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A single crystal of either an elemental (e.g., silicon) or compound (e.g., gallium arsenide) semiconductor forms the basis of almost all semiconductor devices. The ability to control the electronic and opto-electronic properties of these materials is based on an understanding of their structure. In addition, the metals and many of the insulators employed within a microelectronic device are also crystalline.

Group iv (14) elements

Each of the semiconducting phases of the group IV (14) elements, C (diamond), Si, Ge, and α-Sn, adopt the diamond cubic structure ( [link] ). Their lattice constants ( a , Å) and densities (ρ, g/cm 3 ) are given in [link] .

Unit cell structure of a diamond cubic lattice showing the two interpenetrating face-centered cubic lattices.
Lattice parameters and densities (measured at 298 K) for the diamond cubic forms of the group IV (14) elements.
Element Lattice parameter, a (Å) Density (g/cm 3 )
carbon (diamond) 3.56683(1) 3.51525
silicon 5.4310201(3) 2.319002
germanium 5.657906(1) 5.3234
tin (α-Sn) 6.4892(1) 7.285

As would be expected the lattice parameter increase in the order C<Si<Ge<α-Sn. Silicon and germanium form a continuous series of solid solutions with gradually varying parameters. It is worth noting the high degree of accuracy that the lattice parameters are known for high purity crystals of these elements. In addition, it is important to note the temperature at which structural measurements are made, since the lattice parameters are temperature dependent ( [link] ). The lattice constant ( a ), in Å, for high purity silicon may be calculated for any temperature (T) over the temperature range 293 - 1073 K by the formula shown below.

a T = 5.4304 + 1.8138 X 10 -5 (T - 298.15 K) + 1.542 X 10 -9 (T – 298.15 K)

Temperature dependence of the lattice parameter for (a) Si and (b) Ge.

Even though the diamond cubic forms of Si and Ge are the only forms of direct interest to semiconductor devices, each exists in numerous crystalline high pressure and meta-stable forms. These are described along with their interconversions, in [link] .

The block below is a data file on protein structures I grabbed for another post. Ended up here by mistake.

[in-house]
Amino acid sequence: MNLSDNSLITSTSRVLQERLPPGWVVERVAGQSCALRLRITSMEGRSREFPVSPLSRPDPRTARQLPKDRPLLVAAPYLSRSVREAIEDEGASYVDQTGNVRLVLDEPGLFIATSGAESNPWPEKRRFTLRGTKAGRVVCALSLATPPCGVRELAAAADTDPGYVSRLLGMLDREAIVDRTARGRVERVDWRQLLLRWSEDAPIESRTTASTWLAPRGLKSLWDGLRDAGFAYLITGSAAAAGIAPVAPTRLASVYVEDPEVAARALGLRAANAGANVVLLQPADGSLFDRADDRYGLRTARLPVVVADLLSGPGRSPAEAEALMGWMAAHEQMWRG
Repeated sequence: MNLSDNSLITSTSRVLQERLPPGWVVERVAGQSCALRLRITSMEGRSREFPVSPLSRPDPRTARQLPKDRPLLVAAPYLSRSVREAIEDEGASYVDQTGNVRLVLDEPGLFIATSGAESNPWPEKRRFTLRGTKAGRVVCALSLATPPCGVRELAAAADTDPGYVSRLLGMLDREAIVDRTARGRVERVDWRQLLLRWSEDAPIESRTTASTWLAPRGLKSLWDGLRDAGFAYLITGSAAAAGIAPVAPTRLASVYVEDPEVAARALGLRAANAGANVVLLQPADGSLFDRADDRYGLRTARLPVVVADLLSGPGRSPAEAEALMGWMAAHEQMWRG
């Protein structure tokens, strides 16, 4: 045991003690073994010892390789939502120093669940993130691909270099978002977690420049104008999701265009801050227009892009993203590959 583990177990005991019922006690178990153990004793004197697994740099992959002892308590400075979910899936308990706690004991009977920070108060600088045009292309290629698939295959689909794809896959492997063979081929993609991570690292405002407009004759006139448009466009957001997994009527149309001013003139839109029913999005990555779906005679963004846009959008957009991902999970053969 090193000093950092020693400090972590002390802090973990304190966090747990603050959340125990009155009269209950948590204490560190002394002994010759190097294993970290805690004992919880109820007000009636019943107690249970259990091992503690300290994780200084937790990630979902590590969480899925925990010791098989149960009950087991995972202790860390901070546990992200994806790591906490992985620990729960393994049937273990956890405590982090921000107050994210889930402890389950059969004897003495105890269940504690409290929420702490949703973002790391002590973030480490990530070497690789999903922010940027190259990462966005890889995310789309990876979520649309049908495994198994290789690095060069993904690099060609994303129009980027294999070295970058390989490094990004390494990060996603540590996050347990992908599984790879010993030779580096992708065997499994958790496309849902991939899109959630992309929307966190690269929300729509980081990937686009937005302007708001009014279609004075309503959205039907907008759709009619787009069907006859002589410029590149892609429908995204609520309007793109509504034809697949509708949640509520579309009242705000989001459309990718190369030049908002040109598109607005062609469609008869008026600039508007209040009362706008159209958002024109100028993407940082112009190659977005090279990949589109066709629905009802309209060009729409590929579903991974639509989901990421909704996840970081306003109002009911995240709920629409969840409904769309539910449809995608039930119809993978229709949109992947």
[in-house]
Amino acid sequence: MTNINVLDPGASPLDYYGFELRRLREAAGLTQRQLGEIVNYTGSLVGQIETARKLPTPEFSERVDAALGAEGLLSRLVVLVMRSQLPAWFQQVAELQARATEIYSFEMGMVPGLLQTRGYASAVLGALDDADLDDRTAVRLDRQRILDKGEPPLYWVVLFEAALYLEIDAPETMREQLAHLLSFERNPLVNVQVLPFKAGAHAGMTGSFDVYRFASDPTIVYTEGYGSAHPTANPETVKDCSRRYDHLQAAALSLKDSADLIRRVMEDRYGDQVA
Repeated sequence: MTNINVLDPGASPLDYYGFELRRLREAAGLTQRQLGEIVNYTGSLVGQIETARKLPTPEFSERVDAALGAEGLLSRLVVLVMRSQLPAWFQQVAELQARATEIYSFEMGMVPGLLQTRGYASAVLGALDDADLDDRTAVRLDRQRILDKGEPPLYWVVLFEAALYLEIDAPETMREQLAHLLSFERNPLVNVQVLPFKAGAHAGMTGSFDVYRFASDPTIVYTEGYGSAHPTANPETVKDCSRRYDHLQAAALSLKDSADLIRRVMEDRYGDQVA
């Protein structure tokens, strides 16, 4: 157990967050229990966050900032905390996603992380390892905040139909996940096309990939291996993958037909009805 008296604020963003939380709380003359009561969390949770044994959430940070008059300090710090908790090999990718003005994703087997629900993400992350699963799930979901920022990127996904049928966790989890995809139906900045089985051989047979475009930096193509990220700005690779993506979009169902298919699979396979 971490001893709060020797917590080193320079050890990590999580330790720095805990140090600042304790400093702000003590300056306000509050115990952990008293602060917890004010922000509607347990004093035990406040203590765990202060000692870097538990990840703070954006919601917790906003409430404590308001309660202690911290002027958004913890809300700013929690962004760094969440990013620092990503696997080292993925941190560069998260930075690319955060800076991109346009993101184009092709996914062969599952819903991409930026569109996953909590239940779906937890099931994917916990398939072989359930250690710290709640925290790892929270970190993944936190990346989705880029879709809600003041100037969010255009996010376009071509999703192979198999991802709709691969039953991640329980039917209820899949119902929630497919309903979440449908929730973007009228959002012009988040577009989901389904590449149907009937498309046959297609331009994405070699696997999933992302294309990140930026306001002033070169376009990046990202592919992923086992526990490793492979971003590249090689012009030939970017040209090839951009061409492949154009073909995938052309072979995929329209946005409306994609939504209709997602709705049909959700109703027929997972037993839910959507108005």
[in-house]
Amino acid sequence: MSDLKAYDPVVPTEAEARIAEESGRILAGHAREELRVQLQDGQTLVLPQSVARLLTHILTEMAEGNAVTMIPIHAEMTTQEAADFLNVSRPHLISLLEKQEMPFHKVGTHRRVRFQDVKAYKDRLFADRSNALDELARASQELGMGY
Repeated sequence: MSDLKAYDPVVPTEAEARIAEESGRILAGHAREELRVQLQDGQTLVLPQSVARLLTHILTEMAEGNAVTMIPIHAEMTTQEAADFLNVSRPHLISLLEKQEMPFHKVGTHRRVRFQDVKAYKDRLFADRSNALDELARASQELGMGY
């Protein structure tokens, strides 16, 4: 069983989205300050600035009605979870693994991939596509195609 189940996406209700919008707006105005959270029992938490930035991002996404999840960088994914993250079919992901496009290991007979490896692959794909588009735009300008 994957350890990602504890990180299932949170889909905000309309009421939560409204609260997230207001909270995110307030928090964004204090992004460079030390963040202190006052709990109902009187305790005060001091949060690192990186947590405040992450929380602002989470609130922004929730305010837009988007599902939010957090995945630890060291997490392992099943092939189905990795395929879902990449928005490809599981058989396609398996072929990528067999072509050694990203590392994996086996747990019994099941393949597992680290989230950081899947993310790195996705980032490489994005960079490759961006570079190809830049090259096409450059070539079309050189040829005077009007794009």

High pressure and metastable phases of silicon and germanium.
Phase Structure Remarks
Si I diamond cubic stable at normal pressure
Si II grey tin structure formed from Si I or Si V above 14 GPa
Si III cubic metastable, formed from Si II above 10 GPa
Si IV hexagonal
Si V unidentified stable above 34 GPa, formed from Si II above 16 GPa
Si VI hexagonal close packed stable above 45 GPa
Ge I diamond cubic low-pressure phase
Ge II β-tin structure formed from Ge I above 10 GPa
Ge III tetragonal formed by quenching Ge II at low pressure
Ge IV body centered cubic formed by quenching Ge II to 1 atm at 200 K

Group iii-v (13-15) compounds

The stable phases for the arsenides, phosphides and antimonides of aluminum, gallium and indium all exhibit zinc blende structures ( [link] ). In contrast, the nitrides are found as wurtzite structures (e.g., [link] ). The structure, lattice parameters, and densities of the III-V compounds are given in [link] . It is worth noting that contrary to expectation the lattice parameter of the gallium compounds is smaller than their aluminum homolog; for GaAs a = 5.653 Å; AlAs a = 5.660 Å. As with the group IV elements the lattice parameters are highly temperature dependent; however, additional variation arises from any deviation from absolute stoichiometry. These effects are shown in [link] .

Questions & Answers

do you think it's worthwhile in the long term to study the effects and possibilities of nanotechnology on viral treatment?